In the case of finding tenants for my old place, which is considerably closer to the city core (here’s a map showing a route from the old place to the heart of the financial district), Craigslist proved to be the better choice. It provided practically infinitely more space than the Star classified, provided an anonymized link to my email address and was free. Not only did it yield considerably more respondents; it also landed more suitable ones too: working professionals used to downtown living, who looked as though they’d take good care of the place. The Star ad drew in a larger proportion of people from the deep burbs who had that sort of attitude that the burbs was where one lived and downtown was a grittier kind of mall or playground where you could shop, get drunk, act like an idiot and start fights.

The winning candidate was someone who’d seen the Craigslist listing, not the Star classified. You should keep in mind that there are many circumstances in which the Star classifieds will beat Craigslist. As my housemate Rob and I have observed in our respective apartment-hunts, the farther from the city core you look, the better the Star‘s selection becomes. In the neighbourhood where I was looking (here’s a map showing a route from the new place to the heart of the financial district), the selection of places was much better in the Star than in Craigslist. I found my current place through the Star classifieds.

(Point of information: I also found the old place through the Star classfieds, but that was back in 1999. Internet use wasn’t as common as it is now, and Craigslist was still largely limited to they Bay Area then.)

For the purpose of finding tenants for my old place, Craigslist soundly beat the Toronto Star classifieds. It yielded considerably more candidates and was infinitely cheaper. Well done, Craigslist; I salute you with a filet mignon on a flaming sword!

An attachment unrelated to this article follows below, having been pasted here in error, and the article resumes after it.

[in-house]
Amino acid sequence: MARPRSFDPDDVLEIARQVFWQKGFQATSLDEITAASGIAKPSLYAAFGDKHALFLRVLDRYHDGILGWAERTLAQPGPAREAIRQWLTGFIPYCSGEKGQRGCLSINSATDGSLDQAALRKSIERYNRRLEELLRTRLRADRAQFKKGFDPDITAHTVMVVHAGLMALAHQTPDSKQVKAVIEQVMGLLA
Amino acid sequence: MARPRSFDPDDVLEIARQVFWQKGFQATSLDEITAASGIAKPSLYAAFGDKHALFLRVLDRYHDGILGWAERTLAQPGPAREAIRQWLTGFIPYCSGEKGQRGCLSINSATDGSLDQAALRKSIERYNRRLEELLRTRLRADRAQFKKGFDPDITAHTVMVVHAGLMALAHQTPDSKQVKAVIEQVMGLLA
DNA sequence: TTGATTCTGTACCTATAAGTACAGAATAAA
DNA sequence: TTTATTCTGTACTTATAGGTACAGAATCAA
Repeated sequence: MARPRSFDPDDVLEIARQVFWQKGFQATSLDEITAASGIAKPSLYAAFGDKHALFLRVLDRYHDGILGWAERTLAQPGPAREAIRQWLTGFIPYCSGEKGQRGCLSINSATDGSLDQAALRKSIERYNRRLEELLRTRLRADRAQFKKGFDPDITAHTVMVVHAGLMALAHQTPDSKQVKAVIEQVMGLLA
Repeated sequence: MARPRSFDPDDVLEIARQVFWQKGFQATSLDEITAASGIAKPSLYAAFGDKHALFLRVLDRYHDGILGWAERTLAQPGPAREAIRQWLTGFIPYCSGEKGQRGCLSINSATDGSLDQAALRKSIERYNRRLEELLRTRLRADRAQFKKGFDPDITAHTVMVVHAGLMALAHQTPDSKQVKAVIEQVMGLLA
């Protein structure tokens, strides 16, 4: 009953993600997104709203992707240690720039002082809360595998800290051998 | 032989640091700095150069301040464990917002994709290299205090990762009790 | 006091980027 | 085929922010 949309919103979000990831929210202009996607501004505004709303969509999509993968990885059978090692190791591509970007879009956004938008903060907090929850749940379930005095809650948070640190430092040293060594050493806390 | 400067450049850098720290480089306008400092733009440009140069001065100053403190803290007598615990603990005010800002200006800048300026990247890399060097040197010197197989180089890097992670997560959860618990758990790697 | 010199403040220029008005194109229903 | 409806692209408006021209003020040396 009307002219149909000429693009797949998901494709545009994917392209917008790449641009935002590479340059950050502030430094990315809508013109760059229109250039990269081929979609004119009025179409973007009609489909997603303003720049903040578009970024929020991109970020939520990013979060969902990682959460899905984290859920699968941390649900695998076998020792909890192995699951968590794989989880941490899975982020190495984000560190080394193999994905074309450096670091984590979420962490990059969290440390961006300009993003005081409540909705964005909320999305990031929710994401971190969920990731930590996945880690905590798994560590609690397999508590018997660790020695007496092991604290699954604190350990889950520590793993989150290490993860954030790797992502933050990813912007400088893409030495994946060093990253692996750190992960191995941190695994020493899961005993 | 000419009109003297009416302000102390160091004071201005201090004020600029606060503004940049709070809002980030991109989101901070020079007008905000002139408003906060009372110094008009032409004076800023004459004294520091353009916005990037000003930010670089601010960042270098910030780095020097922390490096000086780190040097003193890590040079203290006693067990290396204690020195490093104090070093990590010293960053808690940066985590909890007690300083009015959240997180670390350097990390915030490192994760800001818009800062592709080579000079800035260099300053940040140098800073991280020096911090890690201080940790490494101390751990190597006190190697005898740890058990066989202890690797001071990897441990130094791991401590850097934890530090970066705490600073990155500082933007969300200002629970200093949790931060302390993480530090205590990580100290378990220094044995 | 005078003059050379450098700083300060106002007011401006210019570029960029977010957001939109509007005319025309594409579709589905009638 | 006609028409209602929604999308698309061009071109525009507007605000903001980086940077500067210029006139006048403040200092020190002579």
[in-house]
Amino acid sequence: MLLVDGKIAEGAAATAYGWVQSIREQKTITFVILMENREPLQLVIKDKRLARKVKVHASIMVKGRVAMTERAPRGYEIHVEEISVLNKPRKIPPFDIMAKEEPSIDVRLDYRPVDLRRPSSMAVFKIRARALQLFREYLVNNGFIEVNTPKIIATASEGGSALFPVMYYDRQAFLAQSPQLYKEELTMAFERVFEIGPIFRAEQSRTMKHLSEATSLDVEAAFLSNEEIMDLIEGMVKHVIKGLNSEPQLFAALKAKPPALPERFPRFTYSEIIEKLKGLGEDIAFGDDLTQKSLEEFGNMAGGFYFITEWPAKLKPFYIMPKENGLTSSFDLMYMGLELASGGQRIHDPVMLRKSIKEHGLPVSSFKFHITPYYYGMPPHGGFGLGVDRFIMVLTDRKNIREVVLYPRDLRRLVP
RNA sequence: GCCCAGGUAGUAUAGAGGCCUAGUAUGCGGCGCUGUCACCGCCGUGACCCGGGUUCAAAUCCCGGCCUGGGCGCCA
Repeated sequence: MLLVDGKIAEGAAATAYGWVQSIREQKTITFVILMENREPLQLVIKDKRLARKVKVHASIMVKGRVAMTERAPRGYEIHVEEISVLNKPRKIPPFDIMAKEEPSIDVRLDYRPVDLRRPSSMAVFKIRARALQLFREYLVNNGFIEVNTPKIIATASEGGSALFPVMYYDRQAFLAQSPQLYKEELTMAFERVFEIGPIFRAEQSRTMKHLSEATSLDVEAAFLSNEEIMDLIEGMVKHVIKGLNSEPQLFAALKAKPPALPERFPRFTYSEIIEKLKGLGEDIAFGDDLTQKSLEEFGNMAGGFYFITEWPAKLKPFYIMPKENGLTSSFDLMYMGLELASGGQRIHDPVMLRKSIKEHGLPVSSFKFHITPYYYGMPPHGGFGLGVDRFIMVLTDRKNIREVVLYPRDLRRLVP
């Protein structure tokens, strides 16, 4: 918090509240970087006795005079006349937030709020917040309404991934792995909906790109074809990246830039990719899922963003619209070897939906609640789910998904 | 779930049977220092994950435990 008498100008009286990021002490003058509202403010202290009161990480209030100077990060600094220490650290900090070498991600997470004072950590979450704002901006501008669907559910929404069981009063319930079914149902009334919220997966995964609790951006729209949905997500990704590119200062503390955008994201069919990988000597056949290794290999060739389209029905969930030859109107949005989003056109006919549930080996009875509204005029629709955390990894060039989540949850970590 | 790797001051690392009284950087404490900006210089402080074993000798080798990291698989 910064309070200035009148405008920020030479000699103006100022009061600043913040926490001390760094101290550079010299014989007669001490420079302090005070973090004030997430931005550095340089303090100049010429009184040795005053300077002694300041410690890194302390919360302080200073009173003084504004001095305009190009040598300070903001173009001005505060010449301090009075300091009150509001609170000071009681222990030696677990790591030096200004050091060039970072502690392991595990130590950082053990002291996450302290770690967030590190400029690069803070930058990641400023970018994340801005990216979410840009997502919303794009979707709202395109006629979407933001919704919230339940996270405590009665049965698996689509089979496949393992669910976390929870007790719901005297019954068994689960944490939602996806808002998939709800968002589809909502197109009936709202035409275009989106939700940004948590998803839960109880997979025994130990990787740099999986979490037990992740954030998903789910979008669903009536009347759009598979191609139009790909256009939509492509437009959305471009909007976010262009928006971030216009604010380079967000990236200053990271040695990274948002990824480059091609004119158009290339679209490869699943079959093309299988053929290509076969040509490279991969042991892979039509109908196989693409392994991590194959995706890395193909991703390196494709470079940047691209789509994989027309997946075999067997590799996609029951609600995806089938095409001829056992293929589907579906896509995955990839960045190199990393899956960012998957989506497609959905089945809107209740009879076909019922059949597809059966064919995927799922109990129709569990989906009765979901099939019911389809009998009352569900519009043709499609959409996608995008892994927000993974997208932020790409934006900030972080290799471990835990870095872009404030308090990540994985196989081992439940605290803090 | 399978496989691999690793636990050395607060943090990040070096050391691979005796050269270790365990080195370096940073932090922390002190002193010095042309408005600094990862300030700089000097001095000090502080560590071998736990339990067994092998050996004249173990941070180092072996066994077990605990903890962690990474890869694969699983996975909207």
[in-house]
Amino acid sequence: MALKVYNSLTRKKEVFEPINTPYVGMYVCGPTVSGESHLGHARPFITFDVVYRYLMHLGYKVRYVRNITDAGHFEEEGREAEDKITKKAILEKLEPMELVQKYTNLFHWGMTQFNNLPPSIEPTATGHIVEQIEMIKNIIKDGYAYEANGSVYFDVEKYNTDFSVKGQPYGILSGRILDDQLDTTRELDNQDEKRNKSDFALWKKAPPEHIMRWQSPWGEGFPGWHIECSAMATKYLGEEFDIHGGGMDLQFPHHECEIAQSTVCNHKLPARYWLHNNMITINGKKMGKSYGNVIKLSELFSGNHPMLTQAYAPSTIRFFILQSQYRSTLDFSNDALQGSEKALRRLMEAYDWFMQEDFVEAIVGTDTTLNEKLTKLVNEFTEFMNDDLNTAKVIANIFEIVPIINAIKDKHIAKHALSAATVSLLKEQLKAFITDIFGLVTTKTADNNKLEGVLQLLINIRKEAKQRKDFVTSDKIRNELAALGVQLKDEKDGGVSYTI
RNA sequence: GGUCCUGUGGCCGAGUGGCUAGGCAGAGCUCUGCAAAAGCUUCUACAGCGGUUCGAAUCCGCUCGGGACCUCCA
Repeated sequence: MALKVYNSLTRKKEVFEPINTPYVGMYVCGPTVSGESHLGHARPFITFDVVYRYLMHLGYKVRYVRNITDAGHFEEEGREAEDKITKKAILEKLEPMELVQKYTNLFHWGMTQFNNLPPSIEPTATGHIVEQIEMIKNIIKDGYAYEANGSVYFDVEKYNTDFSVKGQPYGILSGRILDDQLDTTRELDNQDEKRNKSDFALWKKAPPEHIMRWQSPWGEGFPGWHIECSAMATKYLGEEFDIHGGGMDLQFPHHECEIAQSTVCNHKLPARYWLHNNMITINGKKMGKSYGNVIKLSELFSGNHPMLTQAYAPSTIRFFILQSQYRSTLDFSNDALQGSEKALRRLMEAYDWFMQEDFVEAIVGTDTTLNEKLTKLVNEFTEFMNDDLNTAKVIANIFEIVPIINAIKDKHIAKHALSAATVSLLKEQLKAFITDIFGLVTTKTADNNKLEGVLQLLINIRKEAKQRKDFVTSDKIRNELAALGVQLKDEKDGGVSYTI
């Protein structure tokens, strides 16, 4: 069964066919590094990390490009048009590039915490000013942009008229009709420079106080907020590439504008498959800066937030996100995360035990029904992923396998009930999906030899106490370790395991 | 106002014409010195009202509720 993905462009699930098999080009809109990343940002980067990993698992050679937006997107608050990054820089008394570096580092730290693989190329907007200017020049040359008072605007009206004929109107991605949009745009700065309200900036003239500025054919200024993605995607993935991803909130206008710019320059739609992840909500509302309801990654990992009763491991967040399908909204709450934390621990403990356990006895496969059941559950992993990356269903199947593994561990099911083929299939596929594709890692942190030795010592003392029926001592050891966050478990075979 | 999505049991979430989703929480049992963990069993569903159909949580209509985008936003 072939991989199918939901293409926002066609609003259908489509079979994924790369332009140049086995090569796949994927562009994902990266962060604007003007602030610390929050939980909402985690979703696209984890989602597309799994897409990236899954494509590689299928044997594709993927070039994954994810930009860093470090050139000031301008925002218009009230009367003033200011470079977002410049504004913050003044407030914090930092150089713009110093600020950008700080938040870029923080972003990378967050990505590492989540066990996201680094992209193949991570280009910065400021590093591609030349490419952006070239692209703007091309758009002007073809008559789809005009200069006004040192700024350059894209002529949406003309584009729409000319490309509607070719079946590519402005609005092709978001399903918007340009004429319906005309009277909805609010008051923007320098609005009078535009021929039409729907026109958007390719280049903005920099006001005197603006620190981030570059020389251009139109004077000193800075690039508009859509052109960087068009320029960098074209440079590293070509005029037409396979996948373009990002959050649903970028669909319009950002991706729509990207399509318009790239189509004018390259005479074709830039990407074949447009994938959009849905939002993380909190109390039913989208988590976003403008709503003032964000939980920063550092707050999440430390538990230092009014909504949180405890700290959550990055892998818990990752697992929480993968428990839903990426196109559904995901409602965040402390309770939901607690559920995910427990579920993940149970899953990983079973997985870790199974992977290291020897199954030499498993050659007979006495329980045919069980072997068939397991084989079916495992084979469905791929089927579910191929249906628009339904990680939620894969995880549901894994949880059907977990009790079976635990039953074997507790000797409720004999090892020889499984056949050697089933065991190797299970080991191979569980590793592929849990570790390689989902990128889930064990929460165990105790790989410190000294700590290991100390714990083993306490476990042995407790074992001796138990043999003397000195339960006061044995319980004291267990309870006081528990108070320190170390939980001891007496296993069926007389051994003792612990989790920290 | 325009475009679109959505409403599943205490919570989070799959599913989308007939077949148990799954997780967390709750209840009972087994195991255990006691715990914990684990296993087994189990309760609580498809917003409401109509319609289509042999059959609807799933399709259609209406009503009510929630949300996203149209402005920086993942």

18 replies on “When Craigslist Beat the Toronto Star Classifieds”

But would the experience in Toronto also hold fast in smaller cities? Good observations.


I found my apartment with viewit, but found excellent roommates with craigslist. Found more people that shared common interests and personality with craigslist. Star is a scattershot, craigslist was a proper advertisement. Wouldn’t hesitate to use it again.

I think the experience will vary depending on circumstances such as:

  • The effectiveness of the local newspaper. The odds are that the newspaper’s classifieds section will be stronger if it’s not part of a chain and running a lot of syndicated material, but instead has a strong local feel.
  • The concentration of university/college/community college students in the area. These are the typical Craigslist “early adopters”.

I’ve heard recommendatiosn for ViewIt as well. In the end, J. the landlord and I decided that we’d take one for-pay avenue and one free avenue, and the for-pay avenue he chose was the Star.

AdsToronto is going to beat CraigsList soon for online classifieds in Toronto. They have a cute site and is focused only in Toronto. They have a great marketing campaign and even their job category is free now.

Well, it comes down to, who reads what.
People who generally only read Star Classifieds aren’t on craigslist.

People who use craiglist are also using the paper also.

The older the generation, the higher the tendency to not to use the internet. Its demographics, and factual!!

I think, the smartest strategy (depending on the time constraints you have to rent/sell) you should always cover both bases, to reduce risk.

I have just had different responses for both.
My car didn’t sell in craigslist but sold in the Star.
I have rented out a few rental units faster on craigslist then the star (But rented the more pricier ones quicker on the star).

In the end it depends on the demographic, the market and the particular offering at the time.

So – why not just to both? Have we gotten that cheap?

@John Hancock: I don’t think it’s a matter of being cheap so much as being cost-effective. Given two advertising mediums, where one is cheaper but highly-read by your target demographic and where the other is more expensive and not as highly-read by your target demographic, go with the former.

If the situation were such that the cheap medium has less reach into the target demographic and the more expensive one have a greater reach, then yes, the latter is the better choice.

In the end, this story was about my particular case, which was that Craigslist was the better-performing advertising vehicle. It’s not about being cheap, it’s about getting the most bang for my buck.

I think you might find this site useful It is a great site for finding a great housing arrangement, I have had personal great success with this company. It’s one of the top residential and commercial property sites.